The Image is going to contain a bitmap, which we're going to move around the screen ever Timer tick. The bitmap will be of a piece of text.

Recall that the same Saver form is going to be used both for the miniature preview, and also for full-screen saver operation. We're going to have to write code that scales well for the different sizes. In particular, we'll choose a font-height that is a given fraction of the form's ClientHeight. (If scaling is too difficult, it's also possible to use an entirely different form for the previews).

Notice how we refer to MainForm->Speed->Value, to get the current speed. If the user is in the configuration dialog and they change the trackbar, then the Speed automated variable will get updated instantly. And our timer code will use this updated value immediately. That's how we get instant feedback in the preview window.

And that's it! Actually, before testing it, we're going to make one further change: we'll let the user change the font.

Adding a Font setting

We now add a 'font' setting to the saver, so that the user can choose a font for the Hello World message.

Adding the Font automated-variable

Font dialog in config

We're going to have to add a little code for setting the font in the configuration dialog. That's because there isn't a 'font-setter' automated control. (There was a trackbar-automated control which we used for the speed: that's why we didn't need to write any code before).

The code is straightforward. When you click on the button it retrieves the currently selected font. Then it runs the dialog. Then it stores the new font back in the automated variable.

Remember that these automated variables will save themselves into the registry automatically for you, and load themselves from the registry, even for things as complicated as a font. You don't need to worry about registry problems at all.

ScrValueControl notify in saver form

There's a slight complication with changing the font. In our saver form we created a bitmapped image of the text in the constructor. But if what if the user changes the font? Then our bitmapped image will be out of date. We need a 'notify' mechanism, to notify us of any changes to the font, so we can recreate a new bitmapped image.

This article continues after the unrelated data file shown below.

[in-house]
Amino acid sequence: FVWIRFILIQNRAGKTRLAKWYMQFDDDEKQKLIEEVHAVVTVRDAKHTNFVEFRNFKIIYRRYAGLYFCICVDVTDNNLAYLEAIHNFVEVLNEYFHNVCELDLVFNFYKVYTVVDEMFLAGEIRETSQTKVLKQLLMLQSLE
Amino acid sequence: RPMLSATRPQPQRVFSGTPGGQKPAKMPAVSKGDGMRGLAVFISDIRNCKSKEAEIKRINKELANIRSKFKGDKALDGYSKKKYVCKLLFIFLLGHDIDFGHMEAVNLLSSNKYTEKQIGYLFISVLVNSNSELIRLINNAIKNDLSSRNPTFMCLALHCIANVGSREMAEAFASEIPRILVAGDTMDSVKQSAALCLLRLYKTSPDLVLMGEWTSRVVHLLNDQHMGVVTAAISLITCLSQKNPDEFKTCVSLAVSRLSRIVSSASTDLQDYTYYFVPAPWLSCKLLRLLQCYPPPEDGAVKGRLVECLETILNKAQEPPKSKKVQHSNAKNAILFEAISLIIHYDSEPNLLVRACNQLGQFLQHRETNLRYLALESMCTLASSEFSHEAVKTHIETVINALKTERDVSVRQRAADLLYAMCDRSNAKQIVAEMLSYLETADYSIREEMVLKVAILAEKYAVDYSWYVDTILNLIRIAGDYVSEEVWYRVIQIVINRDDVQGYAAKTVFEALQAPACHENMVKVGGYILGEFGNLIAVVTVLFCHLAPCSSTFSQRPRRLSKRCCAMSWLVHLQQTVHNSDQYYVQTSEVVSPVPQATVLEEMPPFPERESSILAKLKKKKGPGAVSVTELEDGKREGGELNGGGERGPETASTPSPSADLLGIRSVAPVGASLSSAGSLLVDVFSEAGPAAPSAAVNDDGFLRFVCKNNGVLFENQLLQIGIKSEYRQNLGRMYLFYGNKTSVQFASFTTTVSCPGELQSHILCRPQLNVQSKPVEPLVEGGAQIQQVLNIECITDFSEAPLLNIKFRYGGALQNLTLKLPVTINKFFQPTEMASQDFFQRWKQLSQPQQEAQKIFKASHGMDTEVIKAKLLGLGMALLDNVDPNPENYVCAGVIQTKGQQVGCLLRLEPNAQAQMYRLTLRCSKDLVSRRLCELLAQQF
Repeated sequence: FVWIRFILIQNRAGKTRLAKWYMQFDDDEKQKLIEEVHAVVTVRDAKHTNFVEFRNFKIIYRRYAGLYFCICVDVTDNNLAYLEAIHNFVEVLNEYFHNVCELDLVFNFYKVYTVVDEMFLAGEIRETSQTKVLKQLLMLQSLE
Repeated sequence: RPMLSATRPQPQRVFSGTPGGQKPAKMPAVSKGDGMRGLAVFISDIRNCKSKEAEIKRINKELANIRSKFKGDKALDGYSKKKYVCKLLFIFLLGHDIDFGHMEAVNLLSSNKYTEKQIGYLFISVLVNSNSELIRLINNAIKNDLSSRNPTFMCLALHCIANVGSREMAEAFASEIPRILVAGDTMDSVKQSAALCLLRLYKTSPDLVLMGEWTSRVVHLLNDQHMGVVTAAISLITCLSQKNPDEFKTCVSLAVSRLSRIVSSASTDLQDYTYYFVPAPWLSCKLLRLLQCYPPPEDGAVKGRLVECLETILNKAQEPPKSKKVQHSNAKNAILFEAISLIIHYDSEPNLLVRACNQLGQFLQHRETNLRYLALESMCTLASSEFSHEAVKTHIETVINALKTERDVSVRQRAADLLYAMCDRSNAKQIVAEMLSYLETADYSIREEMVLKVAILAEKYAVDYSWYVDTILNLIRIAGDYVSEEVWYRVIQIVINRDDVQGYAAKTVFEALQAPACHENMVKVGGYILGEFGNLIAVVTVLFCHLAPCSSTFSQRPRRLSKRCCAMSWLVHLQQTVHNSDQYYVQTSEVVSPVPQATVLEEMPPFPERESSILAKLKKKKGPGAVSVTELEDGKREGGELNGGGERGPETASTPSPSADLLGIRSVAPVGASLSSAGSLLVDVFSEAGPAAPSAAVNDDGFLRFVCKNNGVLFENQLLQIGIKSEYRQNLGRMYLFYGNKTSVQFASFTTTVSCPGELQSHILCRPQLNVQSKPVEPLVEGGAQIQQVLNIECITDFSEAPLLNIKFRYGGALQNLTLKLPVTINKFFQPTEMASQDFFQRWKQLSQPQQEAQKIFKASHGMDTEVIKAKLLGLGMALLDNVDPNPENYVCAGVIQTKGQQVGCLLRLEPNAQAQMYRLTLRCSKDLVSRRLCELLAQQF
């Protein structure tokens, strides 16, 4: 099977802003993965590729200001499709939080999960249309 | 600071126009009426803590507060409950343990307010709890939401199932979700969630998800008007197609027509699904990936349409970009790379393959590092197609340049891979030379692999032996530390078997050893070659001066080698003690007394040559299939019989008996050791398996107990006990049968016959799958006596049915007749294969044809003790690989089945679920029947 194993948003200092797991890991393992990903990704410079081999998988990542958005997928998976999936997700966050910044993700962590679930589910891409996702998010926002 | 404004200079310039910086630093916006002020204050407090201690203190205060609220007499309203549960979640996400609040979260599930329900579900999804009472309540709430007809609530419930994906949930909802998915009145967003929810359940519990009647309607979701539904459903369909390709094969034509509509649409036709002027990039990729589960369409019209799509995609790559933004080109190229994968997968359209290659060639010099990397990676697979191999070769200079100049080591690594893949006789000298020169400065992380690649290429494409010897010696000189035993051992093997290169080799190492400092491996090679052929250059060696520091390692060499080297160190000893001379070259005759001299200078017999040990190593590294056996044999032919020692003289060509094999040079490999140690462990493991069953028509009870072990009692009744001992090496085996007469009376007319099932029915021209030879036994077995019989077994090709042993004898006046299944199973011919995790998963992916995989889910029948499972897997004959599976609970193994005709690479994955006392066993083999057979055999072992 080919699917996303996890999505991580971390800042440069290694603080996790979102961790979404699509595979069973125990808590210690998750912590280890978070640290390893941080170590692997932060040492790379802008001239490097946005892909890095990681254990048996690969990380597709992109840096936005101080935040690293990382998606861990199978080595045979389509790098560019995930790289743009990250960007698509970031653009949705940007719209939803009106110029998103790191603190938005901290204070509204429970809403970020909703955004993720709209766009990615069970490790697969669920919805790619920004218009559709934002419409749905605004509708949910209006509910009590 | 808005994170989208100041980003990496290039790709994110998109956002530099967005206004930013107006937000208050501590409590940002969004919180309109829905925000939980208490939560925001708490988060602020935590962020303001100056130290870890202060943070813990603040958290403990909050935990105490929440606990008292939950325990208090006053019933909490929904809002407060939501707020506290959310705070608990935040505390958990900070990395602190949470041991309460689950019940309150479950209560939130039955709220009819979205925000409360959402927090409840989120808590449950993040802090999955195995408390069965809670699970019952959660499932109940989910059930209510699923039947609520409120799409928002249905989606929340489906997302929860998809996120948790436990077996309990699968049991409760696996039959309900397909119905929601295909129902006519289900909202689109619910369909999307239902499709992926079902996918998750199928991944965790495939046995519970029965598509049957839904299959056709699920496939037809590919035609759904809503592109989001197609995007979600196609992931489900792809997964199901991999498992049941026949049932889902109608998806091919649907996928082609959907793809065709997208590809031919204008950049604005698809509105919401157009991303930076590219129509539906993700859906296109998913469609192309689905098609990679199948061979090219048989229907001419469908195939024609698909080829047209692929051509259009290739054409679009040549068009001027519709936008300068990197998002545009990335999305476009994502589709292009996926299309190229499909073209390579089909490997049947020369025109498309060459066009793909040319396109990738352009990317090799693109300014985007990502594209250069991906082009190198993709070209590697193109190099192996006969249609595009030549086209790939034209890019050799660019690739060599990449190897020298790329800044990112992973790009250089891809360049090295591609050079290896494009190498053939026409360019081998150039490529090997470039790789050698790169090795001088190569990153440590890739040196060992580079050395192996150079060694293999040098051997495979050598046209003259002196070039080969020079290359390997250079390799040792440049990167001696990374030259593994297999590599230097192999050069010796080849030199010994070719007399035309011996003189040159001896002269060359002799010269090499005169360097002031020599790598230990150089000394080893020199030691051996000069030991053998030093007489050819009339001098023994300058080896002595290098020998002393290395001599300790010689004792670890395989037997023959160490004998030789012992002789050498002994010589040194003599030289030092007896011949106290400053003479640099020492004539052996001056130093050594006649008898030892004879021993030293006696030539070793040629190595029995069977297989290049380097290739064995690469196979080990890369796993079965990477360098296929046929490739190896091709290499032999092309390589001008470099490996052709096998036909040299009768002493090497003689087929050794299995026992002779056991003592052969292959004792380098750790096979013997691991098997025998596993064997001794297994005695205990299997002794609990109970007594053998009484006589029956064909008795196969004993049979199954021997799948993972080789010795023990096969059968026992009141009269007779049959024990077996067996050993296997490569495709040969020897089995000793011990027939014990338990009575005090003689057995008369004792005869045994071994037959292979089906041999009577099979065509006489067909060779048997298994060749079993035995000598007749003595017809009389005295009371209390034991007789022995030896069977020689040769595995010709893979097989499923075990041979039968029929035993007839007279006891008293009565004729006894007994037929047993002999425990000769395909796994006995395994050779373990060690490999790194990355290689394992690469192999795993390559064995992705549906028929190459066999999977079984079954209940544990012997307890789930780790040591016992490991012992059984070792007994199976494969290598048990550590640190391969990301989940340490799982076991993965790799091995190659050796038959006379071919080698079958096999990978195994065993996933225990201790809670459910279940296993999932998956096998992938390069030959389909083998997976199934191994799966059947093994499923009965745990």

(This complication didn't arise before with MainForm->Speed->Value. That's because then we just referred to the automated variable every time we need it. But it does crop up now. In general, whenever you have any sort of internal data structure used by your saver form, you'll need to use the technique described below. Our image is one such internal data structure. Another internal data structure is when you precalculate some sort of lookup table based on a user setting.)

We use a ScrValueController non-visual component. You link it up to an automated variable, such as MainForm->Font. Whenever the automated variable changes, the ScrValueController fires an OnChange event. In response, we will recreate our bitmap image.

Testing, debugging, publishing

The saver is now finished. All that remains is testing, debugging and publishing it.

Test modes

A windows screen saver is expected to run in several different modes. The important ones are outlined below. You should check that your saver does all of them correctly.

Set DebugLevel

Scrplus has some built-in debugging aids. Most important of all is the DebugLevel. Normally, a saver is expected to run as a full-screen topmost window, and to ignore everything else. If your program crashes, or you encounter a breakpoint, then you'd be stuck! Because you couldn't get back to C++Builder, and you couldn't terminate the saver.

Therefore, Scrplus savers are created to run at dlFull DebugLevel. That means that it runs full-screen, but is not topmost and is not exclusive. This makes it easier to debug.

The ScrControl component also has properties DebugLog and DebugLogLevel, for keeping a log of the saver's execution. You can read more about debugging facilities.

Publish the screen saver

There are a number of blank icons provided in the Scrplus\lib directory. You might want to start with one of these. They are:

Hippy age: strange visions of the future.

Industrial age: block machinery.

Information age: clean, simple, elegant.

Telepathic age: single-minded focus.

As long as you are programming savers for hobby or for fun, you may distribute any Scrplus screen saver that you create with no restrictions. I keep a web page of screen savers. If you'd like me to add your saver, I'd be glad to! Email me..

If you're distributing savers for commercial gain, or as corporate advertising, then you must have purchased a Scrplus license. This and the previous paragraph are informal guidelines only. For the formal statement of what's free and what's not, and for purchasing information, visit Scrplus homepage.